Tags » How To Write Dialogue

Talking heads. Why you should shut them up, pronto

‘Narnia! It’s all in the wardrobe just like I told you!’

Dialogue. Lordy lord, it can bring writers undone.

Basically, dialogue needs to lively and straight to the point. 462 more words

Elmore Leonard's Rules for Writers #4: Never Use an Adverb to Modify the Verb "Said"

Welcome to the fourth in a series of posts covering Elmore Leonard’s rules for writers. Leonard started his career writing westerns, then switched to hard-boiled crime, which became his specialty. 492 more words

How To Write A Book

The Dos and Don'ts of Dialogue Tags

by Ryan Lanz

Writers use dialogue tags constantly. In fact, we use them so often that readers all but gloss over them. They should be invisible. 947 more words

Writing

Elmore Leonard’s Rules for Writers #3: Never Use a Verb other than “Said” to Carry Dialogue

Welcome to the third in a series of posts covering Elmore Leonard’s rules for writers. Leonard started his career writing westerns, then switched to hard-boiled crime, which became his specialty. 710 more words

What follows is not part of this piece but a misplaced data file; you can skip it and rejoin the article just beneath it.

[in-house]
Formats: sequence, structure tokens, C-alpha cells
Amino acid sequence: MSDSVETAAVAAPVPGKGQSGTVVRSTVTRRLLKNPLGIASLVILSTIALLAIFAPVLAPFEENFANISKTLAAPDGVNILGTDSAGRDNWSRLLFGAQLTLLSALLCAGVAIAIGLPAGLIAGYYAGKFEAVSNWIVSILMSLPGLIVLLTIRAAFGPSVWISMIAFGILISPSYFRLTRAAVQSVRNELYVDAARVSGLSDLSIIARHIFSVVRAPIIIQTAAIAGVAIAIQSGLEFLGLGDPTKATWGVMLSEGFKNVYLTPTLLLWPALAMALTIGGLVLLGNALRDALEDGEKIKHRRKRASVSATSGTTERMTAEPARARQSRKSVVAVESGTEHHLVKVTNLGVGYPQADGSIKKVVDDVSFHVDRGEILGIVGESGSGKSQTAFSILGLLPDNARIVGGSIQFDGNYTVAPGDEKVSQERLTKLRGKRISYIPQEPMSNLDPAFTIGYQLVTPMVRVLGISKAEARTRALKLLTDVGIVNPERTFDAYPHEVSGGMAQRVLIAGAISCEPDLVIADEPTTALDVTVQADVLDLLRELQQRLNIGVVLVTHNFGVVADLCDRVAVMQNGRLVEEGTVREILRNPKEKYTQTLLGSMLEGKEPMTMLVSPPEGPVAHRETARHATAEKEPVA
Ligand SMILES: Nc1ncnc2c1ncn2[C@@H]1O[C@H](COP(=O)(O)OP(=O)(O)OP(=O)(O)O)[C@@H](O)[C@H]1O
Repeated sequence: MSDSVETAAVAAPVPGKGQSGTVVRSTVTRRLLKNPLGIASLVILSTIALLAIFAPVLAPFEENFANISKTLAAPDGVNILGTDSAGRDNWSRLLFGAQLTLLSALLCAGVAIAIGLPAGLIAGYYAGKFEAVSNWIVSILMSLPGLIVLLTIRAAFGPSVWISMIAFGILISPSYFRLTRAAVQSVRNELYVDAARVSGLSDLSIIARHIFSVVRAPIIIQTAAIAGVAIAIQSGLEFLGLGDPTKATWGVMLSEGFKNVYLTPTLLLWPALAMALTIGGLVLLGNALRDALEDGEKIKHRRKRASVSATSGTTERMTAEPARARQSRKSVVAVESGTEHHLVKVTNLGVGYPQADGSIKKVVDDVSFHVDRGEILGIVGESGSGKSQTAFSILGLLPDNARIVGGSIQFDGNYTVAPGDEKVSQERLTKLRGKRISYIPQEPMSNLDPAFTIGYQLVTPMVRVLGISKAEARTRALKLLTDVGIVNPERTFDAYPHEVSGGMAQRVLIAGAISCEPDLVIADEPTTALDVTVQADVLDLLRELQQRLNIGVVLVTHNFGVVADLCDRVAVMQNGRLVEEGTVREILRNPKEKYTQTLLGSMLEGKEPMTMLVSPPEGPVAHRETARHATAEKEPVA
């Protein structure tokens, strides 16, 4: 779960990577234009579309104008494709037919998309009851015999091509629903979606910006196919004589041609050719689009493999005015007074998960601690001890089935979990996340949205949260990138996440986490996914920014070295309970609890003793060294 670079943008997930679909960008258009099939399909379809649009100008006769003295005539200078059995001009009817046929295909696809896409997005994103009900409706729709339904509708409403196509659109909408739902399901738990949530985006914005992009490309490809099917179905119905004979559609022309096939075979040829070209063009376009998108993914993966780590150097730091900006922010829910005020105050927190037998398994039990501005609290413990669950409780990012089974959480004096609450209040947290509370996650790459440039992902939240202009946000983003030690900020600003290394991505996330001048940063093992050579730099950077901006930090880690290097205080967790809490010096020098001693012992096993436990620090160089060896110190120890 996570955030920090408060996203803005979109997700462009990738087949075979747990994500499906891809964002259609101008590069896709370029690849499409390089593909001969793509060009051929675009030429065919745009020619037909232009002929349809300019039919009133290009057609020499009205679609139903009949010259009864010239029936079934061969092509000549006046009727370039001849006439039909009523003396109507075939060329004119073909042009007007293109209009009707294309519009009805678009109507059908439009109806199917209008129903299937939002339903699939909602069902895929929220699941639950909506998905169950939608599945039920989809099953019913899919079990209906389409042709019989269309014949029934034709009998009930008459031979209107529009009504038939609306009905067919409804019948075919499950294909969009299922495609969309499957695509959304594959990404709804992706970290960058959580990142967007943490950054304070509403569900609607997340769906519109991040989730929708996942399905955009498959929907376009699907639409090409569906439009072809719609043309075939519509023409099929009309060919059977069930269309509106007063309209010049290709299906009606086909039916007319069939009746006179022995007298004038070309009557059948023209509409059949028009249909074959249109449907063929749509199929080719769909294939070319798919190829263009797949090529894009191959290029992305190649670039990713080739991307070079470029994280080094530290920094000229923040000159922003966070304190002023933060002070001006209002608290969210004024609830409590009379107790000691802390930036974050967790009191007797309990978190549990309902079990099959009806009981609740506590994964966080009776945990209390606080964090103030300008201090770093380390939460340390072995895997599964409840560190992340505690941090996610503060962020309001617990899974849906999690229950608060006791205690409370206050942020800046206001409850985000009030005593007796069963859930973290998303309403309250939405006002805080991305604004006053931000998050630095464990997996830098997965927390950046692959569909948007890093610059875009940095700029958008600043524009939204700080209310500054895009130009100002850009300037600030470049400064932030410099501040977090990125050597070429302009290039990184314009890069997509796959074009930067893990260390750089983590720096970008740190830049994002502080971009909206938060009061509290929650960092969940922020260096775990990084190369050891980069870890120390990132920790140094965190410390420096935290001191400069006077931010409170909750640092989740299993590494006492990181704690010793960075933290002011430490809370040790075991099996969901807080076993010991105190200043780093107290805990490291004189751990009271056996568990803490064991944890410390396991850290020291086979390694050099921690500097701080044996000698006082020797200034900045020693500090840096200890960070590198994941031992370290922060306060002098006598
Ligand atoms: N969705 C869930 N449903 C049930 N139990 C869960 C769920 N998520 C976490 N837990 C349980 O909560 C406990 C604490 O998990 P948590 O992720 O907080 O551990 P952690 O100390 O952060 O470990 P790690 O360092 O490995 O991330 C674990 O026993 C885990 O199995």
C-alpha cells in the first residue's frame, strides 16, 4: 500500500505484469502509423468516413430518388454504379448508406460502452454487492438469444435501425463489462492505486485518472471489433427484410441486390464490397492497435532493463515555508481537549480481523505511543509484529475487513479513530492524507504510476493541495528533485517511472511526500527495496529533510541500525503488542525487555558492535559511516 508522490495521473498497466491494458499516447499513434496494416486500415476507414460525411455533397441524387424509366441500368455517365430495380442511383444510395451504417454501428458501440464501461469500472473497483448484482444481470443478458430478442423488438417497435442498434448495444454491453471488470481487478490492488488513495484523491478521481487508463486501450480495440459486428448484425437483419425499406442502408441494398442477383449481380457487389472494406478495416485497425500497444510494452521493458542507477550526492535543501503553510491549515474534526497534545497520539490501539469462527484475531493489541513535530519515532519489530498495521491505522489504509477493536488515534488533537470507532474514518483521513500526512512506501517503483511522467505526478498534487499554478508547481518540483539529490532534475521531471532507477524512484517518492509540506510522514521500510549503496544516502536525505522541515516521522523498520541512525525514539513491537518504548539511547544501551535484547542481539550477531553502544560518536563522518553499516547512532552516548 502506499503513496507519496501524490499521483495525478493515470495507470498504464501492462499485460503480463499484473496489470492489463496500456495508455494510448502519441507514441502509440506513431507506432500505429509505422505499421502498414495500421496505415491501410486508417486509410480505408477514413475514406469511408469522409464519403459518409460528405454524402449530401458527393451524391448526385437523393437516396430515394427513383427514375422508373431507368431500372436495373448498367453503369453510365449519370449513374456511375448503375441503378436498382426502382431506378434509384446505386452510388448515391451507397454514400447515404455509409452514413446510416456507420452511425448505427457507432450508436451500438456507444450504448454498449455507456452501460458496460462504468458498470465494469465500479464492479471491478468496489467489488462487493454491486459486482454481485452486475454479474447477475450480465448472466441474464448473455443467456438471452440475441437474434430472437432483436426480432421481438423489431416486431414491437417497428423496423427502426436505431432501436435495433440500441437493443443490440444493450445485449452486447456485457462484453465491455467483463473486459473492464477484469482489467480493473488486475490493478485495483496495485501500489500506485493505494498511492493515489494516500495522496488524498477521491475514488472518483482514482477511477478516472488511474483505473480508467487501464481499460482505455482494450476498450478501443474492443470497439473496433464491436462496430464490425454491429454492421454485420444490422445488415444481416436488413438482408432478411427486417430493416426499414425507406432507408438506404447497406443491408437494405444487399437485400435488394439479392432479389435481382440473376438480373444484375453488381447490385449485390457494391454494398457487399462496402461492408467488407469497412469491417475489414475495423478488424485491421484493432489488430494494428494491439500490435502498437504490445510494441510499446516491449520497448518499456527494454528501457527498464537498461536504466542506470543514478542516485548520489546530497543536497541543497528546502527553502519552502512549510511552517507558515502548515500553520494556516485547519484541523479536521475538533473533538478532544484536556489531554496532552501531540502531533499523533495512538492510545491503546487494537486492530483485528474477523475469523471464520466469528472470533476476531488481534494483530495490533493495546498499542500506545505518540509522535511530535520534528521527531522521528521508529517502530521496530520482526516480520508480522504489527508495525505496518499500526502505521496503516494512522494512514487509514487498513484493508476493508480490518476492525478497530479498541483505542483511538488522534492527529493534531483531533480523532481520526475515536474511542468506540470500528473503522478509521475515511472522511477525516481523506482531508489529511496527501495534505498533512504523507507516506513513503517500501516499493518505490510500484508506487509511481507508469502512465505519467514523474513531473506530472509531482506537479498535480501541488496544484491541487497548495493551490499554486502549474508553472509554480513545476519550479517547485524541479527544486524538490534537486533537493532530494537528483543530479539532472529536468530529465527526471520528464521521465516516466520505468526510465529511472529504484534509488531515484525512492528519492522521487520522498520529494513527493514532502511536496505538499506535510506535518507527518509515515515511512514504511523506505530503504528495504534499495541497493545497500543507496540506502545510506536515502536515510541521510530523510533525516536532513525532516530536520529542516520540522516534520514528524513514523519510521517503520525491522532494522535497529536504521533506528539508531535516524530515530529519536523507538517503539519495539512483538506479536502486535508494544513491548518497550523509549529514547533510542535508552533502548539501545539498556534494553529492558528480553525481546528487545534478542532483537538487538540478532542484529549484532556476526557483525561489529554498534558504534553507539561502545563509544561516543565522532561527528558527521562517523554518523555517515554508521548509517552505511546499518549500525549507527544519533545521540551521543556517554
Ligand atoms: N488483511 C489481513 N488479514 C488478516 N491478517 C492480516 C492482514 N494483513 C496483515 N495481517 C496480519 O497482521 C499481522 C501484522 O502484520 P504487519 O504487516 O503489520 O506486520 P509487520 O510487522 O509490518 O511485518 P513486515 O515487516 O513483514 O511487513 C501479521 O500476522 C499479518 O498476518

How To Write A Book

Let's Talk Dialogue

Ever since our vocabulary extended beyond “Mama” and “Dada,” most of us have been engaged in verbal communication, although true communication is rarely limited to voice alone. 553 more words

Writing

How to Avoid Wordy Writing

Wordy writing, sometimes called overwriting, can destroy a good plot by drowning it in excessive detail, repetition, stilted speech and redundancy. Overwriting stops story action. Simplicity is the key to avoiding wordy writing. 275 more words

How To Write Novels

How to Improve Dialogue

     Dialogue.  I know how hard it can be to create meaningful yet believable dialogue.  But how to do it?

      Try listening to everyday conversations.  Really try to understand how people communicate with each other in real life.  294 more words

Writing